By Dr Gajan Srikanthan, Director of Clinical Pathways, Lumeon

In medical practice, it is the clinician’s responsibility to assess the risk of any procedure or medication and compare it to the potential benefits.

Increasingly, surgical risk assessment tools allow comparison of surgical outcomes to help guide decision-making. These tools are based on data that stratifies patients according to risk of adverse events, which allows a clinician to determine the risks of a surgical procedure that are specific to each patient.

An ideal clinical prediction tool would allow better comparison of estimated future prognosis with or without surgical intervention. It would also allow patient-centered discussion and decisions, and better distribution of healthcare resources based on likely outcomes.

However, the sheer number of available tools makes it difficult to choose which risk assessment tool to use. Many of the current multi-variable risk stratification tools rely on postoperative data that is not available when consenting or assessing a patient for surgery, while other tools rely on laboratory and clinical values that aren’t routinely collected.

Additionally, the current abundance of risk assessment tools that apply to small populations has created an overwhelming number of scoring systems leading to few being used consistently in clinical practice. And low awareness and lack of guidance around appropriate use all result in reduced uptake and implementation.

Going forward, the goal has to be real-time, universal, preoperative assessment of individual patient risks, shared with the patient and family. Risk assessment tools will need to:

  •  Be able to cover all patients undergoing surgery
  • Use a small number of risk variables that cover a broad range of outcomes and operations
  • Electronically abstract the majority of required risk variables from the EHR, compute the risks for adverse outcomes, and incorporate the results into the preoperative record
  • Use data preoperatively to prospectively inform patients/families of risks and aid the surgical team to optimize care of the patient
  • Identify high-risk patients preoperatively for enhanced informed consent and implementation of care optimization processes in order to reduce adverse outcomes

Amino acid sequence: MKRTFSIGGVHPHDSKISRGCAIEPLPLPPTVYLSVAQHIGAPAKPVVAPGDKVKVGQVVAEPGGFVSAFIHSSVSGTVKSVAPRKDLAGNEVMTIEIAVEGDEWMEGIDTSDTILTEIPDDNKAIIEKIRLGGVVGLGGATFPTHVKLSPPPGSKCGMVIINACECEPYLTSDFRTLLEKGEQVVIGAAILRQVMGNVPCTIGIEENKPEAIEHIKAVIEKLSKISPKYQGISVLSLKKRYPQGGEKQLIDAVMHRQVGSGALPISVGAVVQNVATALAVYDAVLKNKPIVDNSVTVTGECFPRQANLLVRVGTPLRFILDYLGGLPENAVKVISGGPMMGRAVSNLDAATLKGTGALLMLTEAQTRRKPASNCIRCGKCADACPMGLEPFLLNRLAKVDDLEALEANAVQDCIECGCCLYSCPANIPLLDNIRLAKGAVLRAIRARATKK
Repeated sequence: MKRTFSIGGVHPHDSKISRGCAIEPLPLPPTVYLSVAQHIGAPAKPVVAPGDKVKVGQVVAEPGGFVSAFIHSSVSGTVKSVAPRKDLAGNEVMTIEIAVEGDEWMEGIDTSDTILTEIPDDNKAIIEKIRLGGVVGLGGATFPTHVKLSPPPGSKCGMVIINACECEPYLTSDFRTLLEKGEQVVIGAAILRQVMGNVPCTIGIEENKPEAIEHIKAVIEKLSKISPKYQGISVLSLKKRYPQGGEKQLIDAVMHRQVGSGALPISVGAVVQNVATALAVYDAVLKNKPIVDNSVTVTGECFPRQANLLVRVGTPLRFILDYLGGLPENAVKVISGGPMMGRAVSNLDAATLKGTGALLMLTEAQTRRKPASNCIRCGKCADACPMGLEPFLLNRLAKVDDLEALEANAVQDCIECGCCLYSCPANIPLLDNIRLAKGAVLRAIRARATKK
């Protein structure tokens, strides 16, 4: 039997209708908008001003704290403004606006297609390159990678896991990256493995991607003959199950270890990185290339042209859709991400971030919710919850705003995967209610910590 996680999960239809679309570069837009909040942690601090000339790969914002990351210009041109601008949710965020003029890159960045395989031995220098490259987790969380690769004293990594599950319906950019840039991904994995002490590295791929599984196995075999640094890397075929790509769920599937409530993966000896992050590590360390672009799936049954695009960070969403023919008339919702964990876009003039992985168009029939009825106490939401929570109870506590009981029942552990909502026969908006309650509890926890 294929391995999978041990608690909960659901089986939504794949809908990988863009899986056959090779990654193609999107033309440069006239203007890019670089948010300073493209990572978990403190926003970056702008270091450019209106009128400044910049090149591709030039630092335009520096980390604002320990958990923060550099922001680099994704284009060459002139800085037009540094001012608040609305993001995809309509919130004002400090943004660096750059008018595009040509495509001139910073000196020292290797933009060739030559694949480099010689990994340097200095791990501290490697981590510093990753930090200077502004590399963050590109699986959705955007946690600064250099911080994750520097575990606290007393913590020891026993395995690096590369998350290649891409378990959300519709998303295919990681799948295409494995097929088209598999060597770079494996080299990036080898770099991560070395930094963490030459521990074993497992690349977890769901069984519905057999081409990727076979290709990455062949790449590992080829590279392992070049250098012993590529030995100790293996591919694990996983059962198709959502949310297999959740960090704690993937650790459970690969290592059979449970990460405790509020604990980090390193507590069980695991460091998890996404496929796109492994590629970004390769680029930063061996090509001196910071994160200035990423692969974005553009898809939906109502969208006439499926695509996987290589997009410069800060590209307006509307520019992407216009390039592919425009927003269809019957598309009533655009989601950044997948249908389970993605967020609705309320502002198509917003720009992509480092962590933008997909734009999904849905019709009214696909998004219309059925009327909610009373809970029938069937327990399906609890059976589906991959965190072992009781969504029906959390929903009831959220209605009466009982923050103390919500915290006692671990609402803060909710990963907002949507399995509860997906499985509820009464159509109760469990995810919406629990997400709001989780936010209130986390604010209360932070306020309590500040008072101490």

Existing technology puts us well on our way to realizing this comprehensive vision. Overall, three tools for risk assessment are most promising:

  • For general surgical procedures, the ACS NSQIP PMP is a relatively easily administered tool with good predictive ability that can be adjusted based on a surgeon’s clinical experience and intuition. This mature and tested tool was developed to permit pre-operative risk assessment for common surgical procedures based on ACS NSQIP data. The PMP uses 16 objective pre-operative variables and has been validated for open pancreatic and laparoscopic/open colorectal, gall bladder, and hernia surgery. Analysis of PMP found it to be 93 percent accurate at predicting death.
  • The Surgical Risk Preoperative Assessment System (SURPAS) is a new internally validated risk assessment score based on NSQIP data. It is focused on the nine most common surgical specialties (general, vascular, orthopedic, thoracic, plastic, urologic, otolaryngologic, gynaecologic, and neurosurgery). It has the potential to be a useful tool for multiple surgical specialties given its use of only eight pre-operative variables, ability to adjust risk for emergent procedures, and strong predictive strength (c statistic 0.928).
  • The 9-point S-MPM (Surgical Mortality Probability Model) 30-day mortality risk index is relatively simple to use and has excellent predictive capability. It was derived empirically and includes three risk factors: ASA (American Society of Anaesthesiologists) physical status, emergency status, and surgery risk class. Despite its simplicity and ease of application, the risk score exhibits excellent statistical performance and can be used preoperatively S- MPM exhibited excellent discrimination (c statistic, 0.897).

Together with functional scoring tools such as the Duke Activity Status Index and cardiac risk assessment models like the Revised Cardiac Risk Index, surgical mortality predictive tools will be increasingly used in the pre-operative environment to identify high-risk patients requiring greater clinical input. Meanwhile, these tools mean patients at low risk can be managed digitally with minimal real-time interaction with care teams before their day of surgery.

Such targeted assessment and prediction allow clinicians to approach decision-making with an evidence-based understanding of an individual’s level of risk. Such acuity has the potential to systematically optimize outcomes for surgical intervention.

Related blog: Addressing the Capacity Crunch in Perioperative Care